It was May 2014 when we first received an inquiry about forestry mulching a building lot in Weaverville to clear unwanted brush and invasive vegetation.
Forestry mulching is a unique technology for mechanically grinding the vegetation into mulch without disturbing the topsoil.
On this property, the work uncovered steep uneven terrain with large protruding boulders and lots of water, primarily crossing the site in two rocky drainages, but also oozing out of the mountainside after rainfall. The walkable area comprised less than a quarter of an acre, but clearing the understory revealed enough to allow the process of site development and house design to begin.
As specialists in residential site development, it is common for us to find that owners and builders become “house centric,” focusing primarily on the more tantalizing details of the home such as kitchens and bathrooms.
In reality, the greatest impact a new home can have on the environment and on its occupants lies in its site integration.
The planning of the location, orientation, altitude of the house and the impact area affects everything about how the home is experienced; from vehicular approach, parking, entrance and exit, stairways, drainage, gutter tie ins, privacy, foot access around the house, and landscaping, to solar and wind exposure and more.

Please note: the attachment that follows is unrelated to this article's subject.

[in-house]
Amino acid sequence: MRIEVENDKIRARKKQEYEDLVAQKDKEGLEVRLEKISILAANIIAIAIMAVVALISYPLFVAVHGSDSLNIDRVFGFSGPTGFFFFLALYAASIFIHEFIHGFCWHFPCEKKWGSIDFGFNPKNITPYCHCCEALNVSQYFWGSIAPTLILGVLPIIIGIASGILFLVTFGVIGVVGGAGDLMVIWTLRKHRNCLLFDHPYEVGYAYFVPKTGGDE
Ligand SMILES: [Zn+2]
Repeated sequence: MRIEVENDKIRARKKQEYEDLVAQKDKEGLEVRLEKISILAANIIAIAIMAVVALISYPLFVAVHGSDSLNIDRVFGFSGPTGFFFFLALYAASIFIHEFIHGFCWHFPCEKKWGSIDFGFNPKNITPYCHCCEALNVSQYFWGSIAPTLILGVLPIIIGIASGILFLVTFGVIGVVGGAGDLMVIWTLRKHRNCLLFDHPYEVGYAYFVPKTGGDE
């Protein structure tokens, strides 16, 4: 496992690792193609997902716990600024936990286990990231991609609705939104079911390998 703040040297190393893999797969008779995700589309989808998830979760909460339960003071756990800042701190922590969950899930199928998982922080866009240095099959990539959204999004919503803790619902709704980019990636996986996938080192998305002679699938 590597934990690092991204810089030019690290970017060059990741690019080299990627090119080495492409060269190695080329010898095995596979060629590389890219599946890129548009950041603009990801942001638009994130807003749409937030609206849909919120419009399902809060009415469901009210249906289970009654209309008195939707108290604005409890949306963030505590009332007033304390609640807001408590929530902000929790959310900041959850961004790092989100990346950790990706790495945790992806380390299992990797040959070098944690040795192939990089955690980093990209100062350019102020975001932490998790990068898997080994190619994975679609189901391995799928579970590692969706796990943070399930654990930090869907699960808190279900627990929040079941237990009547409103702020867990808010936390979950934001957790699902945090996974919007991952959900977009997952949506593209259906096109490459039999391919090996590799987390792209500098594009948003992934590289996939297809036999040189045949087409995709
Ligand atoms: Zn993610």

In the mountains, technical site preparation becomes a significant part of a building budget, and must be thoroughly explored during the planning process. The commonplace method of cutting a wedge out of the mountain to create a flat spot is a poor strategy that often leads to problems around the house; poor drainage and failing cut slopes behind the home, and landslides resulting from poorly compacted fill slopes are far too common.
One of our long-time company mantras sums it up well: “If you tear up a mountainside to build it, it’s not green built.”
The client was very specific about a few features of the project.
It would be an owner/contractor-built house large enough to accommodate the in-laws when that time came, and designed to look old and rustic, appearing as a natural part of the landscape rather than an imposition upon it.